2, RIKEN, Wako, Saitama, Japan
3, Sumitomo Chemical Co. Ltd., Tsukuba, Ibaraki, Japan
Molecular orientation of organic semiconductors is crucial for its performance of their device applications such as OFET. Many orientation processes including wet ones have been investigated and the oriented growth on an alignment layer is one of the most convenient method as it has been utilized in manufacturing liquid crystal displays for a long time. The first author has been fascinated by an poly(tetrafluoroethylene)（PTFE）alignment layer since he saw a letter by Wittmann and Smith in 1991.1 Although the unique non-sticking and poor wetting properties of PTFE is rather undesirable for applications, its two remarkable features are quite important: one is a wide variety of the materials oriented on it and the other is some cases (linear conjugated molecules such as bisazo dyes2,3, a bisethyne3, or a bisazomethine4) where an extremely high degree of orientation (exceeding 0.9 of an uniaxial order) can be achieved. Hence, the purpose of this presentation is to show its unique orientation mechanism we found, thus being a theoretical model for designing a novel alignment layer for organic electronics.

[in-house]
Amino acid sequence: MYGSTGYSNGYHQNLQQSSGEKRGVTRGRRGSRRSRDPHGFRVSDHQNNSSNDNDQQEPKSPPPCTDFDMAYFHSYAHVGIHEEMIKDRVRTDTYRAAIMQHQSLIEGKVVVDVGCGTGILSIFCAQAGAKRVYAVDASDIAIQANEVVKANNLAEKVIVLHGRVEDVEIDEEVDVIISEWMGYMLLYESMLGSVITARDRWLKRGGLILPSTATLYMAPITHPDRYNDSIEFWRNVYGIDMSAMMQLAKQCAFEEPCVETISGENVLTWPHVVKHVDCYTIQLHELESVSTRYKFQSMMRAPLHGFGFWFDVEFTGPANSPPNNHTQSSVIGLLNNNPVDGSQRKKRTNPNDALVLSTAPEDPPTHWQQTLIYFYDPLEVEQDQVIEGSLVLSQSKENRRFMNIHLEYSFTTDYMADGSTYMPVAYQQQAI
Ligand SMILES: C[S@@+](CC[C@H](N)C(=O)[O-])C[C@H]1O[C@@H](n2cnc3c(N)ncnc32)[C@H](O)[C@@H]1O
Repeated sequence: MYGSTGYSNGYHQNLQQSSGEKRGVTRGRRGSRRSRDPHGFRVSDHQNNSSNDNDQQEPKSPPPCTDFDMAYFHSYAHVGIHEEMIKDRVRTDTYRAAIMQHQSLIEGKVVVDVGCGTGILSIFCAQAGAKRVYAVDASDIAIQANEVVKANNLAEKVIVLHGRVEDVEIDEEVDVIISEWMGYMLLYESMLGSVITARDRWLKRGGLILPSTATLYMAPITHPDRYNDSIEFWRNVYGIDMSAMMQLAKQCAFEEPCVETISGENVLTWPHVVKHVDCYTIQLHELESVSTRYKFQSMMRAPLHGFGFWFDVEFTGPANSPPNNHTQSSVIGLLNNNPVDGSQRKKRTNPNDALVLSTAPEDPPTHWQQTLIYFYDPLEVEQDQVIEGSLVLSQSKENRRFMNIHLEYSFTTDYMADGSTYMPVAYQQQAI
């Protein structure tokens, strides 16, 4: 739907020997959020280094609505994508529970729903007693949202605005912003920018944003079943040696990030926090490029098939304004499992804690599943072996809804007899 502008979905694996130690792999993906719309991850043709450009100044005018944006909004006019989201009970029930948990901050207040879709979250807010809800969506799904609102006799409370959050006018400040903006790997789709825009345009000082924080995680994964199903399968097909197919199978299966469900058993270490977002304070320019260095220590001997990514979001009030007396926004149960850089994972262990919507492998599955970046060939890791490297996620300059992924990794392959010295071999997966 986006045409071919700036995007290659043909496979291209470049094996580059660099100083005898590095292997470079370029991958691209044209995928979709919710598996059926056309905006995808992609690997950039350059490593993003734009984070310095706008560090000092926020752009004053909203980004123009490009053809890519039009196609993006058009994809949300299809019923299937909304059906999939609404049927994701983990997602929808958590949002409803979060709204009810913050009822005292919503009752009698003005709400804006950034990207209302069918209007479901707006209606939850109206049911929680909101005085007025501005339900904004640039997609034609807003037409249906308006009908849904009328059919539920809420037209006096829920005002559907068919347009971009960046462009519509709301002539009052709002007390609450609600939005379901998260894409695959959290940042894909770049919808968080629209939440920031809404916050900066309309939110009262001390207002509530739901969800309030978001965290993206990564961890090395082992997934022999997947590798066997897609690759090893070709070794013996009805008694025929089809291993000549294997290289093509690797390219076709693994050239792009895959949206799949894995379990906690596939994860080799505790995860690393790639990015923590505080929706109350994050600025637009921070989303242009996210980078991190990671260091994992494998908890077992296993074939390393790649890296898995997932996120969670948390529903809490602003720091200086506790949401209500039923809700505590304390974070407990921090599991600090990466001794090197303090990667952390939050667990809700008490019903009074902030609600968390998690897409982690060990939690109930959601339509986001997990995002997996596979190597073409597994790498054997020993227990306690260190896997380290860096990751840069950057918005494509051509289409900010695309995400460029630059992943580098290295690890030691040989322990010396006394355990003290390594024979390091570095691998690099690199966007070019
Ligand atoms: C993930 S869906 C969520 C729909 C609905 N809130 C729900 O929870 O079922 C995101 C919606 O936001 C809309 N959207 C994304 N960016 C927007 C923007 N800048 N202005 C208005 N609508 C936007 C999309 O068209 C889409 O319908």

We have been investigating the mechanism by a molecular dynamics (MD) simulation and have just concluded that a negatively charged shallow “atomic groove” between two adjacent PTFE chains orients linear molecules by trapping them along the the groove.3 It is formed by the weak helix of the chain and its charge is due to fluorine atoms, thus the mechanism being quite unique as the other properties of PTFE. The dynamics simulates adsorption of each single molecule on a surface consisting of eight C32F66 chains uniaxially aligned in a plane. The orientational order was estimated from the dichroism in their polarized absorption spectra and correlate well with those estimated from the calculations. This atomic groove effect was first discovered in 20025 and furthermore some modification of the F charge recently demonstrated the significant contribution of its negative charge. Recent progress in computing ability enabled us to simulate the difference in the orientation by tiny changes in a molecule end. Such accuracy ensures the validation of the conclusion. If you can design an alignment layer showing such negatively charged atomic grooves on its surface, it will have the two features of aligned PTFE.
This work is supported by JSPS-KAKENHI(JP17K4996).
 J. C. Wittmann, P.Smith., Nature, 352, 414 (1991);  T. Tanaka, et al., Langmuir, 17, 2197 (2001);  T. Tanaka, M. Ishitobi, Chem. Lett., accepted (2017);  T. Tanaka, et al., Chem. Lett., 40, 1170(2011);  T. Tanaka, M. Ishitobi, J. Phys. Chem. B, 106, 564 (2002).